Allies of Trans People

What is an ally?

Generally speaking, an ally is a member of a privileged group who takes a stand against oppression (examples: a white person who speaks out against racism; a straight person who works to end homophobia). An ally works to become part of social change rather than part of oppression.

What is a trans ally?
A trans ally is someone who commits to being open-minded and respectful to people who may have different or unconventional gender identities or presentations; who takes the time to learn more about trans people and trans lives; who confronts assumptions around gender roles and gender presentation; and who works to change the misunderstanding and mistreatment of trans people.

I'm already an ally to lesbian, gay, and bisexual people. Aren't I an ally to trans people by default?
In recent years, "LBGT" has become a widely used term to refer collectively to lesbian, bisexual, gay and trans people. While there are many commonalities and points of overlap amongst trans* and gay, lesbian, and bisexual peoples, there are many issues, concerns, and experiences that are specific to trans people.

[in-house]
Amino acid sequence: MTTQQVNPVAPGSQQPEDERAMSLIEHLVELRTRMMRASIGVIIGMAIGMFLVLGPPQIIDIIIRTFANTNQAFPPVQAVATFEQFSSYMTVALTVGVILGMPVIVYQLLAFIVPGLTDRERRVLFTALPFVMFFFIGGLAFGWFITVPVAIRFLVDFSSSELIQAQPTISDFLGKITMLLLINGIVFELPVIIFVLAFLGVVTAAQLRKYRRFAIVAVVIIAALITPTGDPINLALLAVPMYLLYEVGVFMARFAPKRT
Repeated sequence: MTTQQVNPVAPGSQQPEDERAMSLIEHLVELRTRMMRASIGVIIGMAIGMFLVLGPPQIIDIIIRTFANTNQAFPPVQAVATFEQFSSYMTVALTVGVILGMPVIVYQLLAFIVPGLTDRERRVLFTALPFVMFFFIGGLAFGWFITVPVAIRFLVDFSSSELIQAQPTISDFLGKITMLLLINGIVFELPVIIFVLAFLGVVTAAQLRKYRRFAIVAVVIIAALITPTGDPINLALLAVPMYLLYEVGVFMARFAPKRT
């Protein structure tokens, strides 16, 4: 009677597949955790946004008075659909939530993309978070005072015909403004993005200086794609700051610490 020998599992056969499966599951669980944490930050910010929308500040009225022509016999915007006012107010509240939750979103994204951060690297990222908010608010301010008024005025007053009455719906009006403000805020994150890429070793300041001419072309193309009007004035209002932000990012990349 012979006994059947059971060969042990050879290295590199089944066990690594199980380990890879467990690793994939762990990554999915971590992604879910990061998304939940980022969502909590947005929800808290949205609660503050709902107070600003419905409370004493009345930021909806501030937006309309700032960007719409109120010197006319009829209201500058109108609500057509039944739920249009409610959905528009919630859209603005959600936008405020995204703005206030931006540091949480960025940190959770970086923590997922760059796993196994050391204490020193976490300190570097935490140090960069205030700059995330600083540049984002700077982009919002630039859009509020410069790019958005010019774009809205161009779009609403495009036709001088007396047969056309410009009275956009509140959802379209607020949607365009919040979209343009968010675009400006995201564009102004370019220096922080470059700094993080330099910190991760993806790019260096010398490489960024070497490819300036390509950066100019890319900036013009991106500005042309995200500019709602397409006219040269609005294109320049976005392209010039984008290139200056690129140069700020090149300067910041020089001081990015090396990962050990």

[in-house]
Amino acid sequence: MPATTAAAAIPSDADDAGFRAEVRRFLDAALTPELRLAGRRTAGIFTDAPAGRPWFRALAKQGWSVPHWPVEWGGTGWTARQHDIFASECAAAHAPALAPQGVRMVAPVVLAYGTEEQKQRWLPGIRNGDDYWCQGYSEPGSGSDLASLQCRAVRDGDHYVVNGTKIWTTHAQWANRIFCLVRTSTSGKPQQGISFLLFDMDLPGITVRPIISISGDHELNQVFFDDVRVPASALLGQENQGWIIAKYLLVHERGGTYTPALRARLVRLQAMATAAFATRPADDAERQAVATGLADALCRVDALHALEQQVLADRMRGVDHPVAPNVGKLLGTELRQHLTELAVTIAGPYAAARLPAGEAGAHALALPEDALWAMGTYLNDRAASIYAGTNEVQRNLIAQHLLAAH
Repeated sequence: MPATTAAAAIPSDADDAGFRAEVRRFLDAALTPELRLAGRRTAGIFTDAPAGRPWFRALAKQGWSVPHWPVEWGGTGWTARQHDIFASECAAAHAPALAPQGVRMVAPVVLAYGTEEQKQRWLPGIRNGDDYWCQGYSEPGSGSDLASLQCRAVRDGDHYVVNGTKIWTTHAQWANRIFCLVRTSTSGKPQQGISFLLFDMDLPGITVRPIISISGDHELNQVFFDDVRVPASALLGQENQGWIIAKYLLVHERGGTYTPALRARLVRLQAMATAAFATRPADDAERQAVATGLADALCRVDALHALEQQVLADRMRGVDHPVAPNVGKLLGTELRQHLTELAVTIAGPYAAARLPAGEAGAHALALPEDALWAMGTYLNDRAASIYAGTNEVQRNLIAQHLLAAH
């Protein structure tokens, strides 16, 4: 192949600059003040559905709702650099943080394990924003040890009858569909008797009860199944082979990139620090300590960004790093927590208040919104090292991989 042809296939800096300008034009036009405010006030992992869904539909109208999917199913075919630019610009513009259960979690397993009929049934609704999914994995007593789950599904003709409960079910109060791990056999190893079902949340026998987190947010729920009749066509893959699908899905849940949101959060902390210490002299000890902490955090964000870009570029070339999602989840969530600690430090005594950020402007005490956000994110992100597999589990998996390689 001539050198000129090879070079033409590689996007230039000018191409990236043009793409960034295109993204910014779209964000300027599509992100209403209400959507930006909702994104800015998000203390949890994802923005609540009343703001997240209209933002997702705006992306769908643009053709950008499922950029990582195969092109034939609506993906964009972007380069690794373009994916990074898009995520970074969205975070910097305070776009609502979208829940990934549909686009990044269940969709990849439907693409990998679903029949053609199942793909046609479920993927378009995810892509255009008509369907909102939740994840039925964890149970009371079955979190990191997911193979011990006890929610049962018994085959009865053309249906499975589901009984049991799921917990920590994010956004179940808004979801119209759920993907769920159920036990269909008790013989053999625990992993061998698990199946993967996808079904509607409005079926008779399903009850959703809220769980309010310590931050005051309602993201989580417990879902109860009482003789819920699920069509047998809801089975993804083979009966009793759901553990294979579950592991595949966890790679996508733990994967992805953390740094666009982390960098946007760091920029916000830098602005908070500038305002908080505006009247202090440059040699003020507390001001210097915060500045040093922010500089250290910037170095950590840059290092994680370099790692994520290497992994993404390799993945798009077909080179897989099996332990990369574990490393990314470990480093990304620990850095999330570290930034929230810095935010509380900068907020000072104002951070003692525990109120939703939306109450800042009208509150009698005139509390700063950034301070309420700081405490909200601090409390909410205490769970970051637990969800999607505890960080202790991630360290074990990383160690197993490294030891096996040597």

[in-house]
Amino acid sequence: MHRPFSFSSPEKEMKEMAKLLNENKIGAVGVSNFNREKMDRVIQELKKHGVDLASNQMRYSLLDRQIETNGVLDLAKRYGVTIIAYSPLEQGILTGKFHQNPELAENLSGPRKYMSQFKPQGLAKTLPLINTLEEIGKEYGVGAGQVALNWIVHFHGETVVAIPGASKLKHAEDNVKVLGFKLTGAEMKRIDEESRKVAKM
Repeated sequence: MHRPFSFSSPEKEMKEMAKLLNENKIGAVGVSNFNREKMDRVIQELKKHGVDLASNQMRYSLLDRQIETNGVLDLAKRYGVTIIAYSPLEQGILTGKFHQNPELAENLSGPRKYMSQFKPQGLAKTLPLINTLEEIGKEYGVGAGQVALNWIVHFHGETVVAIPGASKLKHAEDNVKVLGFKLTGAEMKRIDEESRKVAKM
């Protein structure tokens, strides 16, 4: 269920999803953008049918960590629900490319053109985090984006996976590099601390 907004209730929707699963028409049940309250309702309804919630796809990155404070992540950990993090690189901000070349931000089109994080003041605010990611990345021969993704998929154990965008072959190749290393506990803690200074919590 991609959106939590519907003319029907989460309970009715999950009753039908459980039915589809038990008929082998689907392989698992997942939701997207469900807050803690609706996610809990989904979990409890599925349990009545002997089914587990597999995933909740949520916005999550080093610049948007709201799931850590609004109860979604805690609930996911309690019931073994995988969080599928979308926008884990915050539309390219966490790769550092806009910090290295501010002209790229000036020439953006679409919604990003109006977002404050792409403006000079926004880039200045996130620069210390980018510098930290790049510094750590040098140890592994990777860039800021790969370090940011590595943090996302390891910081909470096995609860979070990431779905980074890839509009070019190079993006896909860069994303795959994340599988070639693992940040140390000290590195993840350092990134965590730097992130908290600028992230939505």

In order to be a good ally to trans people, it is important to learn about how the lives and concerns of trans people differ from those of cisgender (people who identify with their gender given at birth) people. Learning more about these differences will enable allies to better support and understand people who are trans and/or bisexual, lesbian, or gay.

How can I learn how to be a better trans ally?
Trans @MIT is happy to offer several kinds of resources, including tip sheets, reading recommendations, and in-person trainings. 

For information about MIT’s current policies and practices, see Being Trans@MIT or contact us directly.

Allies Toolkit

The Allies Toolkit provides educational tools for anyone who would like to better understand trans people and gender differences.